Jewish Funeral (Explained)

Funerals are an emotional time for friends and family.

In Judaism, there are different Jewish Laws and Customs surronding funerals.

Allow us to explain these all to you:

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Funeral Process

A Jewish Funeral will occur 24-72 hours after the individual passes away.

Jews do not cremate the body.

Once the loved one has passed, Jews will call Chevra Kadisha to come and prepare the Jewish Body for Burial.

Who are Chevra Kadisha?

Chevra Kadisha means Burial Society.

These societies exist across the world to assist in proper Jewish Burials according to Jewish Law.

Preparing for Jewish Burial

The body of the deceased is washed by Chevra Kadisha to ensure it is cleansed properly.

Once it has been cleansed, Chevra Kadisha will dress the deceased in a plain white shroud (Tachrichim).

Shemira is the guarding of the Jewish deceased body up until it is buried in the ground.

It is the relatives responsiblity to guard the body up until burial.

However, there are Shomrim (plural of men + women) who perform Shemira on behalf of the relatives.

There are charities that provide Shomrim and accept donations as a form of payment.

Shomrim can be paid as this Mitzvah of watching over the deceased is relieving the burden of the relatives responsiblity.

Jewish Funeral

Jewish friends and family of the community will be notified of the funeral and will attend wearing formal clothing.

Men will wear a head covering (Kippur) at the funeral.

The Jewish Funeral is not the time to be approaching the family members to comfort them.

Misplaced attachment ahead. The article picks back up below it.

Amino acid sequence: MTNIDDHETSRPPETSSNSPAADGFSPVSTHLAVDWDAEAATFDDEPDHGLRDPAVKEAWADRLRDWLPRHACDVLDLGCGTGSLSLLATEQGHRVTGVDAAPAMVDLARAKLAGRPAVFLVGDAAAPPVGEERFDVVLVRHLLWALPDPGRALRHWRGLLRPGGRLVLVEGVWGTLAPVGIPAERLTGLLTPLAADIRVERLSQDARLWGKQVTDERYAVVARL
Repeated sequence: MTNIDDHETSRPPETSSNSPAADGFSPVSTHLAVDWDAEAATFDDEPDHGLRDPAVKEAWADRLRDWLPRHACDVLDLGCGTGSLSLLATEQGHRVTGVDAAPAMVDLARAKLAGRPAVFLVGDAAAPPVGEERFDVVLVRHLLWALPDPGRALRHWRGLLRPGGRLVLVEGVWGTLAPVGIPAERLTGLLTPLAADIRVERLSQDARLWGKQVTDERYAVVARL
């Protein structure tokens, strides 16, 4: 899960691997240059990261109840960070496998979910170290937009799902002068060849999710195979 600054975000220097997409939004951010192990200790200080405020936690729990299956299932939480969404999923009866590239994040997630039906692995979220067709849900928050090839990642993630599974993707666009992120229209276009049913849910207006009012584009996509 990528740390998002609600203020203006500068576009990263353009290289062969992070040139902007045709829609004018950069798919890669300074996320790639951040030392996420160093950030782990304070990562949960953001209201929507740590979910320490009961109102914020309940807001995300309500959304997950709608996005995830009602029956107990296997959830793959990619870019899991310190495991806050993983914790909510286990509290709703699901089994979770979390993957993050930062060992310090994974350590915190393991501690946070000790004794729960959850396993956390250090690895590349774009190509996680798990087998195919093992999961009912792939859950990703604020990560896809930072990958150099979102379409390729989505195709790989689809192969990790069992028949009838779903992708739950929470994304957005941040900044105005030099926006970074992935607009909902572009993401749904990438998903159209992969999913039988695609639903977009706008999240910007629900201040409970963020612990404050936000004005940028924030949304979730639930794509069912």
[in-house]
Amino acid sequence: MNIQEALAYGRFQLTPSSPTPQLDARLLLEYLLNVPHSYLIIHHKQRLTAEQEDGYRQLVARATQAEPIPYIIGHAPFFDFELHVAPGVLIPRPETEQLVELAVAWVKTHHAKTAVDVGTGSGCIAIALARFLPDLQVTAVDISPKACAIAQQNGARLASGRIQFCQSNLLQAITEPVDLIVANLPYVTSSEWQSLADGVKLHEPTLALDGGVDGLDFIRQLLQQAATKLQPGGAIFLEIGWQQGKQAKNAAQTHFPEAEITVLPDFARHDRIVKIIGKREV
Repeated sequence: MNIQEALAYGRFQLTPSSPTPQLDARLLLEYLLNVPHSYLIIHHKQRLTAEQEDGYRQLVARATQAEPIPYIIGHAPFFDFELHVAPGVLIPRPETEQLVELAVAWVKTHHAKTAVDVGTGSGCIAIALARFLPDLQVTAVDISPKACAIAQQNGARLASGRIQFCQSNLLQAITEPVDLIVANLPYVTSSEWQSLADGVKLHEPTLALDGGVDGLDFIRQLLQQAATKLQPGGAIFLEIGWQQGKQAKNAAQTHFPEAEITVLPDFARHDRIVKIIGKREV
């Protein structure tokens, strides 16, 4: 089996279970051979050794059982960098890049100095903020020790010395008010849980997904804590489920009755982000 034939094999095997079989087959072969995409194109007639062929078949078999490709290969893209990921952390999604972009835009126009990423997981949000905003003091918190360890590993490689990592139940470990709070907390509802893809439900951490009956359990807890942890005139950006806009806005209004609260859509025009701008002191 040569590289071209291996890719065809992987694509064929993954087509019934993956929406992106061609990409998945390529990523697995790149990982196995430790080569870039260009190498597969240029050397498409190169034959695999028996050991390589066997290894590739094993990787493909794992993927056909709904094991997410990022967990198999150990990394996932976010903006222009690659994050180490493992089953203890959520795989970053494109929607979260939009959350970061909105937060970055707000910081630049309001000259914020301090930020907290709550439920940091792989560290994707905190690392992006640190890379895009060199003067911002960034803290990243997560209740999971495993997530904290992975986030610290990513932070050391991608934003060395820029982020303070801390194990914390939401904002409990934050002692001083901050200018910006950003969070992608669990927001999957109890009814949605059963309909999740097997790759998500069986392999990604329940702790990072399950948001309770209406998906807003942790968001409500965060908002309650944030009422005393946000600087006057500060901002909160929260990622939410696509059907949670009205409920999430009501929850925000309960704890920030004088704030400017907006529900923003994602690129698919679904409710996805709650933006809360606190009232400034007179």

There is a guest book at the where you can write down to show that you attended but the Shiva, which will be explained later on, is where you visit the mourners in their home to comfort them.

The funeral will be around 45 minutes long. Sometimes slightly shorter, sometimes slightly longer.

It is common sense to talk quietly if you see someone you know at the funeral and respect the family who are mourning.

Orthodox Jewish Men who wear Tzitzit are instructed to tuck them into their trousers to avoid making any Jewish Souls jealous that they can no longer do the 10 commandments in Heaven.

When leaving the Jewish Cemetery, it is a Jewish Custom to wash your hands.


The Shiva happens after the funeral.

It is a seven day mourning period where the family will stay at either the deceased home or the family relatives home and Pray.

During the 7 day period, there are three daily Prayer services that happen and the local Shul that the family belong too will make sure that there are at least 10 Jewish Adult Men to attend in order to form a Minyan.

When friends come to visit the mourning family during Shiva, it is important to wait for the mourner to approach them. They can still come into their home, however it would be expected that you give the mourner space and if they want to approach you then they will.

During the 7 day period, the family are meant to confront the fact of death. Therefore, they must not shave, take a relaxing bath or engage in any physical intamicy during mourning.

Stone Setting

There is a Jewish Custom that after the one year of mourning is finished, the Jewish family will have a stone setting ceremony to commemorate the loved one who died.

Stone setting ceremonies may be arranged for around 6-12 months after the passing. It will vary for each family.


Following on from the passing, every year the Jewish family will light a Yahrzeit Candle on the day that the deceased left the Earth.

A Yahrzeit Candle burns for 24 hours and is used to honor the loved ones' death.

Visiting The Jewish Grave

When visiting the Jewish Grave, it is a Jewish Custom to put a stone on the Grave.

When the Jew dies, a part of their soul still remains at the Grave so putting a stone on the grave comforts the Soul.

It was difficult writing this article.

We hope it helped answer questions surronding Jewish Funerals.

Judaism does believe in an afterlife, however this is a whole article in itself that we will cover.

Till next time.


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